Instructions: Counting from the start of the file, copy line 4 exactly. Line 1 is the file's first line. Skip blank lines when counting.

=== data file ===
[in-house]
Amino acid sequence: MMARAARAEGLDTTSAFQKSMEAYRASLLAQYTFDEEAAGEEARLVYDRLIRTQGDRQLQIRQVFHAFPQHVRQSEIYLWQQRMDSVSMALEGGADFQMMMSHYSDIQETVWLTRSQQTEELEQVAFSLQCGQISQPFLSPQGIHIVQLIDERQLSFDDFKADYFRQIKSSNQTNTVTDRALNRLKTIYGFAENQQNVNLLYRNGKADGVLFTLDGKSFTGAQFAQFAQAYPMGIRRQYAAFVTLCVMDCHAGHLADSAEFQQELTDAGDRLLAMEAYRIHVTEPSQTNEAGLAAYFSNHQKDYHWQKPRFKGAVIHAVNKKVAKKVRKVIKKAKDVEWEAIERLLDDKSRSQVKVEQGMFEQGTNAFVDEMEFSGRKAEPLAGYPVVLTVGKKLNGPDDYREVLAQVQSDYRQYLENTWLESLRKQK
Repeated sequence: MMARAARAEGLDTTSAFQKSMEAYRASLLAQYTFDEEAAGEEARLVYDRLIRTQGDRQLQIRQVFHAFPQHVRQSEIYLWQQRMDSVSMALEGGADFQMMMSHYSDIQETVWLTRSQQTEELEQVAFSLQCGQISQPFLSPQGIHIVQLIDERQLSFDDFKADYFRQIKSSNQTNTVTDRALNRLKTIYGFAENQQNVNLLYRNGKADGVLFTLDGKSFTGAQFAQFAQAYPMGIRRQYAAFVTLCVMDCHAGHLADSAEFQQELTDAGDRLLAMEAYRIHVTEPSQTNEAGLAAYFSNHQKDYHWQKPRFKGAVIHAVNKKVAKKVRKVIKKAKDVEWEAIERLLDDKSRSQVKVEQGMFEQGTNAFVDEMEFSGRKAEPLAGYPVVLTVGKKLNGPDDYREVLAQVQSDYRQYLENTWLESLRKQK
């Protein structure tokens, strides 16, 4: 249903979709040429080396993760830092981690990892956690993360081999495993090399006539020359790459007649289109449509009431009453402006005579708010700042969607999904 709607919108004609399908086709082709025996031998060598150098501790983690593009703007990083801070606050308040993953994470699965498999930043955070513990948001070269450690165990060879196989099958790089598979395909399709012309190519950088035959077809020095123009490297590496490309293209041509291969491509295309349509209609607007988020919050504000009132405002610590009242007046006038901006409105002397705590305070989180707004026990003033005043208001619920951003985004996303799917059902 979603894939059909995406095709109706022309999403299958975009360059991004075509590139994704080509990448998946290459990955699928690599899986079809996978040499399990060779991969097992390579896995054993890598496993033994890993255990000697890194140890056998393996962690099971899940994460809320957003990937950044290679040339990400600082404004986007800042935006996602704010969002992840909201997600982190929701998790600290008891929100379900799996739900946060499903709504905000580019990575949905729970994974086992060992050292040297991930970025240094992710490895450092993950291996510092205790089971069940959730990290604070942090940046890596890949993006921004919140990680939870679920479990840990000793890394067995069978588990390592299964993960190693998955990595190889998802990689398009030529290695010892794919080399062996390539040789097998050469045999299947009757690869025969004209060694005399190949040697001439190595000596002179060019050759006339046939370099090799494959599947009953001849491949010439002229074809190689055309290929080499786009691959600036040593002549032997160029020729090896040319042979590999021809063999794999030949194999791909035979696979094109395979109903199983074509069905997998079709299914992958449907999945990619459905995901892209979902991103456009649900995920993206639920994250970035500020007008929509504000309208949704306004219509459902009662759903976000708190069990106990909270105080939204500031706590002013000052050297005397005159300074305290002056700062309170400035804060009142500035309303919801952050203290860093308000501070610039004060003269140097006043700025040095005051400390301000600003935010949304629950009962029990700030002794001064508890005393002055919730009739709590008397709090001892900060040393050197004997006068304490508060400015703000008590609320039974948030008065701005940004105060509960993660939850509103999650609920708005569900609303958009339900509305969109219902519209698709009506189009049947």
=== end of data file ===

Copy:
């Protein structure tokens, strides 16, 4: 249903979709040429080396993760830092981690990892956690993360081999495993090399006539020359790459007649289109449509009431009453402006005579708010700042969607999904 709607919108004609399908086709082709025996031998060598150098501790983690593009703007990083801070606050308040993953994470699965498999930043955070513990948001070269450690165990060879196989099958790089598979395909399709012309190519950088035959077809020095123009490297590496490309293209041509291969491509295309349509209609607007988020919050504000009132405002610590009242007046006038901006409105002397705590305070989180707004026990003033005043208001619920951003985004996303799917059902 979603894939059909995406095709109706022309999403299958975009360059991004075509590139994704080509990448998946290459990955699928690599899986079809996978040499399990060779991969097992390579896995054993890598496993033994890993255990000697890194140890056998393996962690099971899940994460809320957003990937950044290679040339990400600082404004986007800042935006996602704010969002992840909201997600982190929701998790600290008891929100379900799996739900946060499903709504905000580019990575949905729970994974086992060992050292040297991930970025240094992710490895450092993950291996510092205790089971069940959730990290604070942090940046890596890949993006921004919140990680939870679920479990840990000793890394067995069978588990390592299964993960190693998955990595190889998802990689398009030529290695010892794919080399062996390539040789097998050469045999299947009757690869025969004209060694005399190949040697001439190595000596002179060019050759006339046939370099090799494959599947009953001849491949010439002229074809190689055309290929080499786009691959600036040593002549032997160029020729090896040319042979590999021809063999794999030949194999791909035979696979094109395979109903199983074509069905997998079709299914992958449907999945990619459905995901892209979902991103456009649900995920993206639920994250970035500020007008929509504000309208949704306004219509459902009662759903976000708190069990106990909270105080939204500031706590002013000052050297005397005159300074305290002056700062309170400035804060009142500035309303919801952050203290860093308000501070610039004060003269140097006043700025040095005051400390301000600003935010949304629950009962029990700030002794001064508890005393002055919730009739709590008397709090001892900060040393050197004997006068304490508060400015703000008590609320039974948030008065701005940004105060509960993660939850509103999650609920708005569900609303958009339900509305969109219902519209698709009506189009049947």